Stray dog, a dead chicken, and slugs

How is it when you leave for a few days and then come back, all sorts of new developments seem to happen. Lee and I got back from a much-needed weekend away yesterday. We lugged all our stuff into the house and then we went out to check on the chickens. I watered them while they all slumbered away and they seemed fine. All the girls had been locked up in the coop for three days while we were gone and a neighbor collected their eggs for us. Today when I went outside to release them from the coop for the day, lo and behold, there was a dead Wyandotte under an empty chicken waterer.

Lee now feels like a bad chicken owner. We again have no idea what happened. There is no way any animal could have gotten into the chicken coop and killed it. There were no marks on the chicken anyway. And why was the waterer empty when I just filled it the night before? Did I not screw the lid on right? We are scratching our heads over those two questions. So we are now down to 9 chickens. ARGG! I really, REALLY, hope nothing happens to any more of them.

As Lee was burying the dead hen in our field we noticed a white dog sleeping out further in the pasture. Lee said that he saw a streak of white dog earlier that day when he was out. So now it appears we have acquired a stray dog. I can’t get close to it and have no idea what to do with it. If I see it around tomorrow then I will bring some food out to the field. I don’t want the dog to have a Jack snack because it is hungry.

It’s been raining every day almost since we planted our tomatoes last week. We are hoping they don’t get some kind of mildew disease from this weather, because I don’t want to have to replace them all. I can’t believe that it is almost June and there’s is still a list of things we just can’t plant. The ground is too wet and the weather too cold. What has been growing in this weather is the slugs! Those slugs have been munching on my basil and other seedlings and I am not amused. With so much moisture around the D.E. doesn’t work especially fast. So I am considering what to use as a slug control. Lee is suggesting trying out a beer trap.

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8 Responses to Stray dog, a dead chicken, and slugs

  1. Ali says:

    Sorry to hear about your hen. It sounds so strange! You will probably never know what happened, which is frustrating. Last fall, one of our Americauna hens just disappeared without a trace. We never saw her again, it was as though the Soviets sent her to the gulag!

    I feel your slug pain — we have a bad time with them, too. The DE is great in dry weather, but if it is wet the slugs just go to town. I use both DE and Sluggo, which lasts a bit longer in wet weather. It seems to work. Good Luck!

  2. Ron says:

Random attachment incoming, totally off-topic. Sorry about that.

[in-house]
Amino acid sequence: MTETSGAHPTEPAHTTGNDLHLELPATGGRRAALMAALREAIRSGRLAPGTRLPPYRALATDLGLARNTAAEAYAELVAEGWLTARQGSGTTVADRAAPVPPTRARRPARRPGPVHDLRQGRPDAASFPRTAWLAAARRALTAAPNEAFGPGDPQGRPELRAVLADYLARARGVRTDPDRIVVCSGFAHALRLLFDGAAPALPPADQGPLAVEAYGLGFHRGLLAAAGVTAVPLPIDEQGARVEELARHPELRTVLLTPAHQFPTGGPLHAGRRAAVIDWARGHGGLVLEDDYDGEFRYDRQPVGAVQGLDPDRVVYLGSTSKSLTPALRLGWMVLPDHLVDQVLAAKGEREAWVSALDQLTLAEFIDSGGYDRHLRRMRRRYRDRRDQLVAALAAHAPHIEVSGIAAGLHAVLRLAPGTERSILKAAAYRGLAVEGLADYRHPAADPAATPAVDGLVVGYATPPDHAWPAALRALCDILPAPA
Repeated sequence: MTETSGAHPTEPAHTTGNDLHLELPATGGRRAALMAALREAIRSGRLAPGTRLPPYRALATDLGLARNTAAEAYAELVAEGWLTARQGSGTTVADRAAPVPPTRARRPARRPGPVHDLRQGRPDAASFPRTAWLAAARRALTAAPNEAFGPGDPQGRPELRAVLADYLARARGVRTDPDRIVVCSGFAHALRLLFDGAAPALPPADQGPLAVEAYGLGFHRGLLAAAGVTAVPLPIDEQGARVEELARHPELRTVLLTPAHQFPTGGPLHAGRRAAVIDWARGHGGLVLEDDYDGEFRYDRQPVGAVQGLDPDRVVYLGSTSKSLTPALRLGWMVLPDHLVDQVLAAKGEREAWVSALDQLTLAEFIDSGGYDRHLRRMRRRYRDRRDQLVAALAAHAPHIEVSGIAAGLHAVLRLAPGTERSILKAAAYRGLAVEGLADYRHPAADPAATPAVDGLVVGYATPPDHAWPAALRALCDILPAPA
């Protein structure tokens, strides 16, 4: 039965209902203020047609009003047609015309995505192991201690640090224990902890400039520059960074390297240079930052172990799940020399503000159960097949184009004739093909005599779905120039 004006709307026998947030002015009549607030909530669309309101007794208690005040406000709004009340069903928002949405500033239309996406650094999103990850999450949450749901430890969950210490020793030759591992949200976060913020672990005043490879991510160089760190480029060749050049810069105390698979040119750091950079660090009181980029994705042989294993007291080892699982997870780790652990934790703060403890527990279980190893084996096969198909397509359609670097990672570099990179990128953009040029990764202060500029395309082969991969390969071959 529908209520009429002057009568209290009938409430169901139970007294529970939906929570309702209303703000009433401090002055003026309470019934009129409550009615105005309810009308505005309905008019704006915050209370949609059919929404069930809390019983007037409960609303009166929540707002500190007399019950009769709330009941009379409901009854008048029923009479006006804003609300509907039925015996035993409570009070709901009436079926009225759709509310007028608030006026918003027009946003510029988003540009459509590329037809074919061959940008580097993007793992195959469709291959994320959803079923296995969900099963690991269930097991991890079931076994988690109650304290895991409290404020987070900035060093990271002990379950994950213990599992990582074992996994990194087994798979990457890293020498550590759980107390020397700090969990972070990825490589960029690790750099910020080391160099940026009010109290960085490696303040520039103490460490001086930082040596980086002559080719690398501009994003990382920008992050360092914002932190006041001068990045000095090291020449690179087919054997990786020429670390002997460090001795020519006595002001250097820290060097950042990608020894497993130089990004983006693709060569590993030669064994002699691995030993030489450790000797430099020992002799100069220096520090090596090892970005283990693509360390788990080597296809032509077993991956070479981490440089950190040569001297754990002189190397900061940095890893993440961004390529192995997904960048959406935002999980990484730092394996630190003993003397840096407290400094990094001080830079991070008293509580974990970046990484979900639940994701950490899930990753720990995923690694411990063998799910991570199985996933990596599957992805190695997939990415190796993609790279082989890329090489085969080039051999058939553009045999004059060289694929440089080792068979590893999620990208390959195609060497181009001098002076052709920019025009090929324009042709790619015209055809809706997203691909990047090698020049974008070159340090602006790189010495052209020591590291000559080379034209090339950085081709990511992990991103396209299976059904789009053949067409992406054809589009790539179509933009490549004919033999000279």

Ahhh, yeah, the joys of raising chickens…

    We were gone once for 3 days, and my chickens went through a HUGE quantity of feed. I didn’t realize they would eat so much when confined, since they are usually out and about eating bugs all day. Bugs and grass will affect how much water they drink, too… when they are eating dry feed they will drink a LOT more water.

    In any case, you guys certainly aren’t bad chicken owners. Losses happen with chickens, sometimes preventable (in hindsight) and sometimes not.


  3. ~ Jackie says:

    Since its too rainy for DE to work, you can sprinkle crushed egg shells around the plants that the slugs are bothering most. Not as effecient as DE, but works by the same method. If its raining a lot, you would have to change or add to the beer frequently to actually attract slugs… Good Luck!

  4. robin says:

    Ali- Oh dear, I wonder if the Soviets executed my chicken? ­čÖé I have seen Sluggo in the store but haven’t tried it yet. Thanks for the recommendation.

    Ron- The empty waterer is especially puzzling. They must have got it swinging or something to make it loose that much water. If it was swinging around, perhaps that’s how the chicken got killed .. although I feel like we need to stop blaming it on fluke neck-breaking. An in-hindsight preventable death would almost be better .. then we could at least say, “Ah, we shouldn’t have left that bucket out so they could drowned themselves in it.”

    Jackie- We certainly have plenty of egg shells. Perhaps I’ll try that too. The guy at our local farm store said that the crushed oyster shell we bought as a chicken supplement could also be used against slugs.

  5. Lynn says:

    That is so awful that you guys lost another chicken! What’s going on here? It’s strange a swinging waterer could kill a chicken… But then, we had a chicken get a broken toe, and we think it happened on a metal chicken feeder. So strange things happen in the chicken world.

  6. robin says:

    Lynn, I guess we will never know. It’s frustrating though.

  7. Adam says:

    I have a “hanging” feeder that we don’t hang and had to remove the handle. I had a R.I. red get her head stuck in it and I had a near miss as she struggled almost breaking her neck to try and free herself.

  8. Adam says:

    The chickens will eat the slugs if you could only deliver them all!

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